21. The optical device of claim 20, wherein the first temperature and the second temperature are between 0° C. and 100° C.
22. The optical device of claim 21, wherein the first temperature and the second temperature are between 10° C. and 50° C.
23. The optical device of claim 20, wherein the nanoshells are configured to be substantially unaligned when the radiation directing layer is buckled so that radiation incident in the first direction propagates through the optical device without redirection to the second axis.
24. The optical device of claim 20, wherein the at least one transmissive layer includes first and second glass windows, wherein the radiation directing layer is situated between the first and second glass layers.
25. The optical device of claim 24, wherein the radiation directing layer is configured so that visible radiation incident in the first direction is directed so as to propagate along the second direction and through the first and second glass windows, and infrared reflected.
26. The optical device of claim 14, wherein the radiation directing layer is configured to transmit incident visible radiation along the second axis and reflect incident infrared radiation along a third axis that is different from the first and second axes.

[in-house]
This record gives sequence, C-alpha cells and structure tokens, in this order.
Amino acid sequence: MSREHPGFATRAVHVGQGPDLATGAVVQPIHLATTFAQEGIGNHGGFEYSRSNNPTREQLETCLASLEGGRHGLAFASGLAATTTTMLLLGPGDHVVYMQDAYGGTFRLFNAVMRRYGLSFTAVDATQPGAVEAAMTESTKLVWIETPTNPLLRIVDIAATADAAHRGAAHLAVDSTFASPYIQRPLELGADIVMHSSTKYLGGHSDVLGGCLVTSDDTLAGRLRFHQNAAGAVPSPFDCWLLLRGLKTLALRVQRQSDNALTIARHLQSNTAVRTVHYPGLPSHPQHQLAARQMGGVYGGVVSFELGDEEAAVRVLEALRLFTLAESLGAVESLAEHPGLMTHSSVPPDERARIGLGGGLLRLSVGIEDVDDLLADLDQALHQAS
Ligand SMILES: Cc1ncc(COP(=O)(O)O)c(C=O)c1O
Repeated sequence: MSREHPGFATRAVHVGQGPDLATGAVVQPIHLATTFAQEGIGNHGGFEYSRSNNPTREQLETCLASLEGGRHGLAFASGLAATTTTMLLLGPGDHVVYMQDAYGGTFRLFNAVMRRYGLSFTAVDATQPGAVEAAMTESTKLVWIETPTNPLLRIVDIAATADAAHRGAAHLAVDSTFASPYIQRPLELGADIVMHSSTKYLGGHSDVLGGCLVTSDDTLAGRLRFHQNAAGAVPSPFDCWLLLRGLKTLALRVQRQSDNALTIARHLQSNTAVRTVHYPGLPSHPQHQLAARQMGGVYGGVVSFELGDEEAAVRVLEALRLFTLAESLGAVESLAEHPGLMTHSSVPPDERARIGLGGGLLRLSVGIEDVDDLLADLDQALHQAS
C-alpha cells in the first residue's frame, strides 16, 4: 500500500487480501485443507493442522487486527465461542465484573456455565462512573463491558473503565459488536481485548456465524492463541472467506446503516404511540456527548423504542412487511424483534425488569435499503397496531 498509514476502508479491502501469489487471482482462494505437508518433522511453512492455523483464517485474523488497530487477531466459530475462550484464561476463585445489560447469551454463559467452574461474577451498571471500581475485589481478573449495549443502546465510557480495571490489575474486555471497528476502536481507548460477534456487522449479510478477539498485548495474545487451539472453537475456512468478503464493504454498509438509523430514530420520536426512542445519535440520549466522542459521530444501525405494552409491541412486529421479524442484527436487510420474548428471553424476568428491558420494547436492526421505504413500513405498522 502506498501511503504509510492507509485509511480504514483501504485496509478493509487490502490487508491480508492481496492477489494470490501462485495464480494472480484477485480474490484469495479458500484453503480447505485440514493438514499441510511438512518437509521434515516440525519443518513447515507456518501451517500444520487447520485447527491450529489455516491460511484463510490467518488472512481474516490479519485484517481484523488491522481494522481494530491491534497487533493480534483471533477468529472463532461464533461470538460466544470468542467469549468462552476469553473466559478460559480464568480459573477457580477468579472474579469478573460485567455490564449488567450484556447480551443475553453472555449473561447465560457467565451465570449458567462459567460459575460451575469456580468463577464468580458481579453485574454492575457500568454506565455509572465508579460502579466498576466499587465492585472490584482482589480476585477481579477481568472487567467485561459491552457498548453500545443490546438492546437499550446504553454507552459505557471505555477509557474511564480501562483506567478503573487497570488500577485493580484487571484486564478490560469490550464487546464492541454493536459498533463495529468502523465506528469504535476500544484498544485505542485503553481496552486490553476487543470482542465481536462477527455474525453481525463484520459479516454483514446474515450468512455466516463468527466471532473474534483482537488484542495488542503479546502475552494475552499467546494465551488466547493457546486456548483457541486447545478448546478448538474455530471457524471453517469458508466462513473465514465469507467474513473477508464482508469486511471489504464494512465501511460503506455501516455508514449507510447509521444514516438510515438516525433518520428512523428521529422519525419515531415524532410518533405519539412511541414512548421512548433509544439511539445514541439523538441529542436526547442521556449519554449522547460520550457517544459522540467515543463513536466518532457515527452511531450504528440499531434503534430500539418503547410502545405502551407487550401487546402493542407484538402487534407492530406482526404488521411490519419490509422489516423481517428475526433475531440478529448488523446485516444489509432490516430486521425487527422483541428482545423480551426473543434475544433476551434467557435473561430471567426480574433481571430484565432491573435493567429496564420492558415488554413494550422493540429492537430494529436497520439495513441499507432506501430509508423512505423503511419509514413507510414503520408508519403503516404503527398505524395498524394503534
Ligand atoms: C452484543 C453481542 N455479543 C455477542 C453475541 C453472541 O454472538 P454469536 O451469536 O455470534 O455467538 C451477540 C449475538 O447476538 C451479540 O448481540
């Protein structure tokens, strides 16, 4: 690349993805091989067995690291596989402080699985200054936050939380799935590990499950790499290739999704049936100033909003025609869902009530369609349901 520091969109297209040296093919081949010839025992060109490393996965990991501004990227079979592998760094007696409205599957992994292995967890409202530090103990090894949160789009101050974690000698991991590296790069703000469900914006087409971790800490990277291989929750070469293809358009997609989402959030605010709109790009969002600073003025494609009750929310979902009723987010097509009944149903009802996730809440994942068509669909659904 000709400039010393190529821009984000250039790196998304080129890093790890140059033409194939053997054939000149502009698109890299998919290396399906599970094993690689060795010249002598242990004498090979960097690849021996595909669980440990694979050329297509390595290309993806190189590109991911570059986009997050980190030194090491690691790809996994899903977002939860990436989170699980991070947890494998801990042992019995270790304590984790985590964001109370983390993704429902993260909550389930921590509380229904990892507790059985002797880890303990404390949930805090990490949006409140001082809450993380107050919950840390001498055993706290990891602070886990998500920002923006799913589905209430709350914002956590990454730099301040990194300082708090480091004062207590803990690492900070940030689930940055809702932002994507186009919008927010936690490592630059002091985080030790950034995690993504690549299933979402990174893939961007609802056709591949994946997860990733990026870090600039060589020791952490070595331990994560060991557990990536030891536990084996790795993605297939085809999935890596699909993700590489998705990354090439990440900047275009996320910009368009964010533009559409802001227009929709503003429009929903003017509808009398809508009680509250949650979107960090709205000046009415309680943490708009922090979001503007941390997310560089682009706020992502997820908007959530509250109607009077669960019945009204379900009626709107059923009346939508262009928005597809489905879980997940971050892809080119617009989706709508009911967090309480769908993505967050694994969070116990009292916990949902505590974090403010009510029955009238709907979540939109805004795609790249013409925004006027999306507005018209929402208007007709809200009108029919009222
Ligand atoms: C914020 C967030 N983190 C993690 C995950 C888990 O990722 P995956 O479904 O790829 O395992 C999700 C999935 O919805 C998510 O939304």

27. The optical device of claim 14, wherein the wherein the radiation directing layer is configured to selectively transmit or reflect infrared radiation.
28. The optical device of claim 27, wherein the wherein the radiation directing layer is configured to selectively transmit or reflect infrared reflected radiation based on an ambient temperature.
29. The optical device of claim 27, wherein the wherein the radiation directing layer is configured to selectively transmit or reflect infrared reflected radiation based on a temperature of the at least one transmissive layer or the radiation directing layer.
30. The optical device of claim 14, wherein the radiation redirecting layer includes conductive nano shells having at least two orientations and sizes such that radiation incident in the first direction in a first wavelength range is directed so as to propagate along the second direction and radiation incident in the first direction in a second wavelength range is directed so as to propagate along a third direction different from the second direction.